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How to: Query the Contents of Files in a Folder (LINQ)

This example shows how to query over all the files in a specified directory tree, open each file, and inspect its contents. This type of technique could be used to create indexes or reverse indexes of the contents of a directory tree. A simple string search is performed in this example. However, more complex types of pattern matching can be performed with a regular expression. For more information, see How to: Combine LINQ Queries with Regular Expressions.

class QueryContents
{
    public static void Main()
    {
        // Modify this path as necessary. 
        string startFolder = @"c:\program files\Microsoft Visual Studio 9.0\";

        // Take a snapshot of the file system.
        System.IO.DirectoryInfo dir = new System.IO.DirectoryInfo(startFolder);

        // This method assumes that the application has discovery permissions 
        // for all folders under the specified path.
        IEnumerable<System.IO.FileInfo> fileList = dir.GetFiles("*.*", System.IO.SearchOption.AllDirectories);

        string searchTerm = @"Visual Studio";

        // Search the contents of each file. 
        // A regular expression created with the RegEx class 
        // could be used instead of the Contains method.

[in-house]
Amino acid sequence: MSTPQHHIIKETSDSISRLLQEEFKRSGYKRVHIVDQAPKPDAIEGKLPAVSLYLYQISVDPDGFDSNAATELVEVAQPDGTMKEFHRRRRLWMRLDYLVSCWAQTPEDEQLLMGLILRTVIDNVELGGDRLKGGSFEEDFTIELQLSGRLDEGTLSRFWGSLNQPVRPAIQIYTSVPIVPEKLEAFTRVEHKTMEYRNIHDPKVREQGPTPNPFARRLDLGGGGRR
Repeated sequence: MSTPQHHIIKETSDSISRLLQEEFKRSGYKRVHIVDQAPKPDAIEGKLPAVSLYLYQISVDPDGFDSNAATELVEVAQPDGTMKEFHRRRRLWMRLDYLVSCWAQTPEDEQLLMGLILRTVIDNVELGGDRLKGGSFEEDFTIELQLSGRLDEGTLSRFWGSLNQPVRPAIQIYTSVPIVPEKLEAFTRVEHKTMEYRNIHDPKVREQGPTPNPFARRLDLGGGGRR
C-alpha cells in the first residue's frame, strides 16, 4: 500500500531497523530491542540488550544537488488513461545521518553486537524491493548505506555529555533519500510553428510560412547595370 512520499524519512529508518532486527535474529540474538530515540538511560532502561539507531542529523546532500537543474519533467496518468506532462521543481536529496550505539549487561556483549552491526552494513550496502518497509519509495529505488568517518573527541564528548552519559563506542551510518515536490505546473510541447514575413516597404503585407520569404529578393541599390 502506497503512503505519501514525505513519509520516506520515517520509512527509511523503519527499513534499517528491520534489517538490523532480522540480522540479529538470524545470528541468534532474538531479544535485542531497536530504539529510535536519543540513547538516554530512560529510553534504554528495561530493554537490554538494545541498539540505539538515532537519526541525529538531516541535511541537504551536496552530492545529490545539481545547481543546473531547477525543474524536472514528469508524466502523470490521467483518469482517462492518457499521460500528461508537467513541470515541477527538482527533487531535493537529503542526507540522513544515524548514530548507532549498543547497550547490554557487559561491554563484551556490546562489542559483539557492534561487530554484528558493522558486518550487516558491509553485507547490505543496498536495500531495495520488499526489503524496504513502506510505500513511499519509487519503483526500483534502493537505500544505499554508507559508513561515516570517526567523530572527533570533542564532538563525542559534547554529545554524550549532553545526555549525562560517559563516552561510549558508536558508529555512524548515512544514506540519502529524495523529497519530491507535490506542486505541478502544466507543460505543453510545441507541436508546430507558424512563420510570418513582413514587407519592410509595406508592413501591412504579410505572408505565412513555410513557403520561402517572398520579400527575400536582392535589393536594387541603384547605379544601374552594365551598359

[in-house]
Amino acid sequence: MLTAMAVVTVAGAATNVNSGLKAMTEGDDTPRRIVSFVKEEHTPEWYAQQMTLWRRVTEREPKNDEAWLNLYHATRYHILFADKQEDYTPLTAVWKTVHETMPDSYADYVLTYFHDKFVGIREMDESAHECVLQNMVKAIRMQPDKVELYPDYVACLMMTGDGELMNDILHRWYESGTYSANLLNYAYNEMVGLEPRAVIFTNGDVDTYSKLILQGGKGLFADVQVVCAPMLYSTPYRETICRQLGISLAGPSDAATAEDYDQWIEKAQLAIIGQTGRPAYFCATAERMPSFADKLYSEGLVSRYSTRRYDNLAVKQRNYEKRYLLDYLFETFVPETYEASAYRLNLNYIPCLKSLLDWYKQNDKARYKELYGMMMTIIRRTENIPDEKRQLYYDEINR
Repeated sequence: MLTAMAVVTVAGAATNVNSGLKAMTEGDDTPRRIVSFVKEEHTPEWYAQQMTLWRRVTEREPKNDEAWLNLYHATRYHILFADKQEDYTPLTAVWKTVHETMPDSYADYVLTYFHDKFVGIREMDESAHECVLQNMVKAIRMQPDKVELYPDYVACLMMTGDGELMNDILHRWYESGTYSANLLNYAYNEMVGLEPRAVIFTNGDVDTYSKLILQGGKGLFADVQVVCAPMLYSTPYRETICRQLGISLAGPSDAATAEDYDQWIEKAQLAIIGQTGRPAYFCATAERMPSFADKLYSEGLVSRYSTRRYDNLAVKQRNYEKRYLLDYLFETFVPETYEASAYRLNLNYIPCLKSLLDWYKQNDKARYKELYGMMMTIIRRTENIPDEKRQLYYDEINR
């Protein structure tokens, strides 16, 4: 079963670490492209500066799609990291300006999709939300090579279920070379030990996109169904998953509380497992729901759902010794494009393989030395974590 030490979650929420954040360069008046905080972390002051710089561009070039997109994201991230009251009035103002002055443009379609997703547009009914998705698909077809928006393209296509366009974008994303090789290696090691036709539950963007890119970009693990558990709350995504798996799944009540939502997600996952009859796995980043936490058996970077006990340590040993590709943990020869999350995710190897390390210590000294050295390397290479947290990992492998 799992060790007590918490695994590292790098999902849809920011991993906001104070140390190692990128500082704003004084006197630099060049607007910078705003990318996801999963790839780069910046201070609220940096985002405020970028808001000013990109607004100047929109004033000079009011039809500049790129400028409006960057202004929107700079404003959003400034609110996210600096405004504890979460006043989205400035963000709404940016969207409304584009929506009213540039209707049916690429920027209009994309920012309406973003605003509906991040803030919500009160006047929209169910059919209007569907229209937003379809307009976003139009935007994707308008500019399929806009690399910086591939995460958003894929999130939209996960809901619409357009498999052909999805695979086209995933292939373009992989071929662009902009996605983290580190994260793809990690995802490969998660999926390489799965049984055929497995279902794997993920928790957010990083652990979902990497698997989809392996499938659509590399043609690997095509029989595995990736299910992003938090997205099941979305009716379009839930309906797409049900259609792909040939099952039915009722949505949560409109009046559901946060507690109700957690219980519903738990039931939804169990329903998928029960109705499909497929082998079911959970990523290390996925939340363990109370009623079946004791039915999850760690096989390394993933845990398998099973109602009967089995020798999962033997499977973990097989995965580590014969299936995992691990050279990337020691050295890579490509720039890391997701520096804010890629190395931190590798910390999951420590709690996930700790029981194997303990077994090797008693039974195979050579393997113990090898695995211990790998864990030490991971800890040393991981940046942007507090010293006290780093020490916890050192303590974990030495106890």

// queryMatchingFiles is an IEnumerable<string>. 
        var queryMatchingFiles =
            from file in fileList
            where file.Extension == ".htm" 
            let fileText = GetFileText(file.FullName)
            where fileText.Contains(searchTerm)
            select file.FullName;

        // Execute the query.
        Console.WriteLine("The term \"{0}\" was found in:", searchTerm);
        foreach (string filename in queryMatchingFiles)
        {
            Console.WriteLine(filename);
        }

        // Keep the console window open in debug mode.
        Console.WriteLine("Press any key to exit");
        Console.ReadKey();
    }

    // Read the contents of the file. 
    static string GetFileText(string name)
    {
        string fileContents = String.Empty;

        // If the file has been deleted since we took  
        // the snapshot, ignore it and return the empty string. 
        if (System.IO.File.Exists(name))
        {
            fileContents = System.IO.File.ReadAllText(name);
        }
        return fileContents;
    }
}

  • Create a Visual Studio project that targets the .NET Framework version 3.5. By default, the project has a reference to System.Core.dll and a using directive (C#) or Imported namespace (Visual Basic) for the System.Linq namespace. In C# projects, add a using directive for the System.IO namespace.

  • Copy this code into your project.

  • Press F5 to compile and run the program.

  • Press any key to exit the console window.

For intensive query operations over the contents of multiple types of documents and files, consider using the Windows Desktop Search engine.

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